Two nights before we graduated, Bob came to me with an interesting report.  Shortly after this discussion, his roommate had started responding to greetings, acting friendlier, and then talking at some length about this or that.  The night before, his roommate told Bob that, if he were nearby, he would be welcome at his home.   Bob asked me whether I thought the invitation was sincere.  I said that I thought that it was; his roommate did not have to make it.  I added, however, that, if he ever accepted it, his roommate was going to have some work to do with his parents.  We laughed.

But the most interesting conversation was one which I observed.  In the fall of 1964, my mother had a party for the twenty or so international students at Case Western Reserve University, as racially diverse group which I have ever seen.  I was home on leave before departing for a Vietnam-bound unit then in Kansas.  The other family member attending was my 84-year-old grandmother, the last flower of the Victorian Era.  I am sure that her cultural and social background shaped her to be a racist.  Yet the moment etched upon my memory is of her sitting on a sofa and talking amiably with a “shiny black”—as the phrase was for the darkest of hues—24-year old engineering student from Jamaica.  I am sure that her cultural and social background also shaped her behavior as well.  “Nono”—as the firstborn on both sides of my family, I named the grandparents—would no sooner have been in any way impolite than she would have been improperly dressed, with, say, her strands of pearls twisted or her slip showing.  A lady behaved in a civil manner as a matter of personal dignity and respect for others, regardless of personal convictions or public circumstances.  I chuckle to think that, if someone had told her 25 years earlier that she would be in such a situation in her daughter-in-law’s house, she would have had that someone committed.  Even people with racist promptings can behave well if they chose self-respect and a code of conduct which demands and brings out the best in them.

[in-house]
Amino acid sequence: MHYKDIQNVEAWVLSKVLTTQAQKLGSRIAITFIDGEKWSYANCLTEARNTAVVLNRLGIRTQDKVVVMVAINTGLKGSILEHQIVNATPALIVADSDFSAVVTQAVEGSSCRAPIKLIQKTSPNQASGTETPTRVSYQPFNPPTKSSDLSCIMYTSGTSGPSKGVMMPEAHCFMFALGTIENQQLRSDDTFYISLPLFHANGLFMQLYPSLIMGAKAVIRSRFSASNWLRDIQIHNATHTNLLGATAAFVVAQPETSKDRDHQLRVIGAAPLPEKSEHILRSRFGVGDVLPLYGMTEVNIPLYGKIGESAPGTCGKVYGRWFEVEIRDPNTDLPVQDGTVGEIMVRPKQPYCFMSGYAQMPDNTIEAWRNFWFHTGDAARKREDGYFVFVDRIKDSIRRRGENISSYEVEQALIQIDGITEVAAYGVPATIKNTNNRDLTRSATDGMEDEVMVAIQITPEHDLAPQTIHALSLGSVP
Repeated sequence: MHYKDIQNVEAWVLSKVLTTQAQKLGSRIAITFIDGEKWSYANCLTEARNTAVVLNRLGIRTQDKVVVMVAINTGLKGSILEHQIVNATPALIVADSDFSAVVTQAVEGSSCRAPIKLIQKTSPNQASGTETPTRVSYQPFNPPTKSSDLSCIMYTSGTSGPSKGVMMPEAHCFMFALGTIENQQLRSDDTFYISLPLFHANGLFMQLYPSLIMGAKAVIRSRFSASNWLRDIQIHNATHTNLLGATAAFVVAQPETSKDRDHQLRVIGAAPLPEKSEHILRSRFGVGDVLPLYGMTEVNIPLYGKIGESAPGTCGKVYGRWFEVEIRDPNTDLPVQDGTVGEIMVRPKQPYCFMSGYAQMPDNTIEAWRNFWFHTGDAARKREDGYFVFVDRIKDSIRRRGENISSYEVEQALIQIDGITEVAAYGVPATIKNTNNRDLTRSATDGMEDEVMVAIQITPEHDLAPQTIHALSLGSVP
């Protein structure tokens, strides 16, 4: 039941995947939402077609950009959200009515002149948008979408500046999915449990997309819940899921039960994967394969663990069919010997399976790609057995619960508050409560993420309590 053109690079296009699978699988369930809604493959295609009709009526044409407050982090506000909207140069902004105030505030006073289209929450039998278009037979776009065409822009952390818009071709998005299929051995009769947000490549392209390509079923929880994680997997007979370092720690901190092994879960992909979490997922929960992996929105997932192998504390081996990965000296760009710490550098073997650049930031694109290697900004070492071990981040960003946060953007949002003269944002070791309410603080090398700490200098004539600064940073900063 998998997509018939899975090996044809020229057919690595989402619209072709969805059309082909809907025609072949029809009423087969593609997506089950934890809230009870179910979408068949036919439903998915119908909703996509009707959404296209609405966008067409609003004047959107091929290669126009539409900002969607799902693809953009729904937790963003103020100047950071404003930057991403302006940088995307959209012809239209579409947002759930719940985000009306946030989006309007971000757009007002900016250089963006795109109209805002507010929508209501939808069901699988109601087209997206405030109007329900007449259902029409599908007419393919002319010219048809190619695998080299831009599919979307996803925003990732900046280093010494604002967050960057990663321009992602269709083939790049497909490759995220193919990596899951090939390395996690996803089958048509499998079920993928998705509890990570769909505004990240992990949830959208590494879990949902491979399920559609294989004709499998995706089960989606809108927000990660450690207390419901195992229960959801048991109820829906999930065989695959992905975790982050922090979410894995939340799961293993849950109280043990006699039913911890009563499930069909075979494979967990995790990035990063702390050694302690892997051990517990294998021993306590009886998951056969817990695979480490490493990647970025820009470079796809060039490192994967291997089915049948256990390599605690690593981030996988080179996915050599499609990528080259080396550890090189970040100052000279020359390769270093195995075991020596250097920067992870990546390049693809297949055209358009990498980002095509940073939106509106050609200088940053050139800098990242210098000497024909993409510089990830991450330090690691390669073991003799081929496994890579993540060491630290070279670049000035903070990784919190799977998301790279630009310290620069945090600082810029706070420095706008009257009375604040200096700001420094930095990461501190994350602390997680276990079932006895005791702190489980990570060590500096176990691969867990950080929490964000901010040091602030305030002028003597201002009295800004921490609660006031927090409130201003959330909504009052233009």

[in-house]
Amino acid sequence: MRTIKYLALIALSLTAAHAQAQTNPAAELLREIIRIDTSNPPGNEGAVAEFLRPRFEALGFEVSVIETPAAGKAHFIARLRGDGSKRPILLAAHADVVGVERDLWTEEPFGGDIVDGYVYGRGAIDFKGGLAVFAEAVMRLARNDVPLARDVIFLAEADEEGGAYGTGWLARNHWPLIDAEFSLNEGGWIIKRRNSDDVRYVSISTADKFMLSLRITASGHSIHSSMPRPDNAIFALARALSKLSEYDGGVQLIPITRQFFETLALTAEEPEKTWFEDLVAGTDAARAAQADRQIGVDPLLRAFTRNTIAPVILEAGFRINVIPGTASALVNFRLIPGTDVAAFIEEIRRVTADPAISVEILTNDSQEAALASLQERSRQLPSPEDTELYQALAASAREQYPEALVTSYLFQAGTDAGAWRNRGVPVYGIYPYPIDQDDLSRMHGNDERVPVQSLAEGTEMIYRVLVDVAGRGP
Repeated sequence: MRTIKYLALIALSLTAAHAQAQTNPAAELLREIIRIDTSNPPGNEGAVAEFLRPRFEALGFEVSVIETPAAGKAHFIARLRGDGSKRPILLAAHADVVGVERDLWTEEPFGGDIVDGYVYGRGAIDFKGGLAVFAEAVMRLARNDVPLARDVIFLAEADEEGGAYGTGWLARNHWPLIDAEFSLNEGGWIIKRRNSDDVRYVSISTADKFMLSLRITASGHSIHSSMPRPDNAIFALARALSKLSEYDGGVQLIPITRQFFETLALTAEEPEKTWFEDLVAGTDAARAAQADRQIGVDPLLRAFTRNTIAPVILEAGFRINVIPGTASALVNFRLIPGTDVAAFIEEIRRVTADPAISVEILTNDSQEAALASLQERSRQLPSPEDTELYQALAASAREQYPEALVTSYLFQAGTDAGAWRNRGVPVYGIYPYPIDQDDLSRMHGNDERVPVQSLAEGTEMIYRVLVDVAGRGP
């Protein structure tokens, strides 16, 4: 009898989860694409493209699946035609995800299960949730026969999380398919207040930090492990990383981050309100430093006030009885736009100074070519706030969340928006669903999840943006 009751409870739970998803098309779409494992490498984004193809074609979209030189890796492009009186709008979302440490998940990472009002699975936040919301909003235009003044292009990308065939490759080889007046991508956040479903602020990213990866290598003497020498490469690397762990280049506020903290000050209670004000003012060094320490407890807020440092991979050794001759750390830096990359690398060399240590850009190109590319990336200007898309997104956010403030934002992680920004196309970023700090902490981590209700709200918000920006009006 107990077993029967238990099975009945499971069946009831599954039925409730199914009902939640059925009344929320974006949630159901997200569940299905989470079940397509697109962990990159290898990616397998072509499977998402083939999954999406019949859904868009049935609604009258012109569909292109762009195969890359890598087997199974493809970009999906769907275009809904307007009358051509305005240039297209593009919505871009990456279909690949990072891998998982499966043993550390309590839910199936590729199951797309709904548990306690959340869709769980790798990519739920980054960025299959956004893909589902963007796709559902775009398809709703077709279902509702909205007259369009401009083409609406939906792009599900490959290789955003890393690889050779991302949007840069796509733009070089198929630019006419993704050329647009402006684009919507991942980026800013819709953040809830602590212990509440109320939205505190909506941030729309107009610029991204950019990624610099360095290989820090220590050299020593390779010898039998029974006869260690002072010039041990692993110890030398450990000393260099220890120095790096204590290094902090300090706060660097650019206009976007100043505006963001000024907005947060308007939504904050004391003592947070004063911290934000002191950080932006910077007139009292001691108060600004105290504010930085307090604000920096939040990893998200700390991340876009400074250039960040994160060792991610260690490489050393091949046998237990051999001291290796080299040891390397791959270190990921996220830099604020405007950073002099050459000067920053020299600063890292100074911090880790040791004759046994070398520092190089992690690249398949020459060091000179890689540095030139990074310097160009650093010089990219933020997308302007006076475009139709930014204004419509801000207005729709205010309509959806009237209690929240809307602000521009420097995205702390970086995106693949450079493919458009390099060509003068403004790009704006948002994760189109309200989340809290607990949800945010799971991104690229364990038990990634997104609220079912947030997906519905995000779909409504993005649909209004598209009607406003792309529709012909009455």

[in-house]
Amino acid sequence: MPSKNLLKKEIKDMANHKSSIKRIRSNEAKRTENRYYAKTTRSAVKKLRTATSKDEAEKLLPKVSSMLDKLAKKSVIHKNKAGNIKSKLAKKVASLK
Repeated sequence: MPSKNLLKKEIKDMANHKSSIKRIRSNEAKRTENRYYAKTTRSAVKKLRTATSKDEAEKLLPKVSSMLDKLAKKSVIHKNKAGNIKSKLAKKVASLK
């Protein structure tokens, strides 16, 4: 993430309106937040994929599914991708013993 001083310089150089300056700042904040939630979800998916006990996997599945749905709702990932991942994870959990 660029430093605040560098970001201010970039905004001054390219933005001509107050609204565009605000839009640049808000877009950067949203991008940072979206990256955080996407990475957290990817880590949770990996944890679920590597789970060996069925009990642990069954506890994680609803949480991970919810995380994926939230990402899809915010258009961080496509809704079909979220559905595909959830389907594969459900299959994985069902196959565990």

All three stories narrate communications, if not conversations, involving race.  They are vastly different from the kinds of conversations ballyhooed by officials or the media.  But I think that they illustrate or imply a lot of relevant points.  Many whites—and, yes, many blacks—are racist in their deliberate lack of interest in, or knowledge about, others unlike themselves; and in their lack of moral imagination about who those “others” are.  If whites and blacks can overcome both their social reluctance to talk to strangers and their racial prejudices which compound that reluctance, they can find mutual interests, even in their differences; think of such relationships as a real-life story, like a good book about people in other times and places.  Finally, even if people are racist, they can still conduct themselves in ways in accord with the higher moral and social values which they are taught at home or in school or in church, temple, or mosque.

So, as I began, I have no wish to restrict or even to reform racists because of their attitudes or beliefs.  My only concern is manifestations of racism which have materially adverse effects upon the targets of their bigotry.  If racists, black or white, give offense, they should be deplored or ignored.  If they diminish civility and amiability among peoples, they should be criticized and ostracized.  If they act abusively, they should be adjudged by the laws for abusive action.

Whether or not we have a conversation about race and race relationships—most people lack the fortitude to have one or to be forthright in it—we do have to give ourselves a good talking to.  Soliloquies are not conversations, but they can be rehearsals for them.  Now about that paper on a Shakespeare play.